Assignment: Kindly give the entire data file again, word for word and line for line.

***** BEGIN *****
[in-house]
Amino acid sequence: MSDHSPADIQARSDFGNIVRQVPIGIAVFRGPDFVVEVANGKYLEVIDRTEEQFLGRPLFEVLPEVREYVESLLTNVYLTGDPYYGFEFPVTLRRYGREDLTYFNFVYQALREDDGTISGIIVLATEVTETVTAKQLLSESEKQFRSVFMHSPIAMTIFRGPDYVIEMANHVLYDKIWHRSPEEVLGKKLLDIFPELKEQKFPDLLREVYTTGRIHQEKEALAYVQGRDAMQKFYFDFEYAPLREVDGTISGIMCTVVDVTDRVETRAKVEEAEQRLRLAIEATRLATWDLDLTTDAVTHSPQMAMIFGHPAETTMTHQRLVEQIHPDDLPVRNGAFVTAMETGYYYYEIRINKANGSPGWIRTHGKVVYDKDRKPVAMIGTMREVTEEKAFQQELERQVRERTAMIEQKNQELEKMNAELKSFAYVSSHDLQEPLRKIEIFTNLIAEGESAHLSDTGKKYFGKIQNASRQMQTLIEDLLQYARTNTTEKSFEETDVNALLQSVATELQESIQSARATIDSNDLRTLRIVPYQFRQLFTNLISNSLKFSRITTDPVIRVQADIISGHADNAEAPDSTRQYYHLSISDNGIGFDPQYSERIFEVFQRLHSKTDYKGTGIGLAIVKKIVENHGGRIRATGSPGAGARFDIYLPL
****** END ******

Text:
[in-house]
Amino acid sequence: MSDHSPADIQARSDFGNIVRQVPIGIAVFRGPDFVVEVANGKYLEVIDRTEEQFLGRPLFEVLPEVREYVESLLTNVYLTGDPYYGFEFPVTLRRYGREDLTYFNFVYQALREDDGTISGIIVLATEVTETVTAKQLLSESEKQFRSVFMHSPIAMTIFRGPDYVIEMANHVLYDKIWHRSPEEVLGKKLLDIFPELKEQKFPDLLREVYTTGRIHQEKEALAYVQGRDAMQKFYFDFEYAPLREVDGTISGIMCTVVDVTDRVETRAKVEEAEQRLRLAIEATRLATWDLDLTTDAVTHSPQMAMIFGHPAETTMTHQRLVEQIHPDDLPVRNGAFVTAMETGYYYYEIRINKANGSPGWIRTHGKVVYDKDRKPVAMIGTMREVTEEKAFQQELERQVRERTAMIEQKNQELEKMNAELKSFAYVSSHDLQEPLRKIEIFTNLIAEGESAHLSDTGKKYFGKIQNASRQMQTLIEDLLQYARTNTTEKSFEETDVNALLQSVATELQESIQSARATIDSNDLRTLRIVPYQFRQLFTNLISNSLKFSRITTDPVIRVQADIISGHADNAEAPDSTRQYYHLSISDNGIGFDPQYSERIFEVFQRLHSKTDYKGTGIGLAIVKKIVENHGGRIRATGSPGAGARFDIYLPL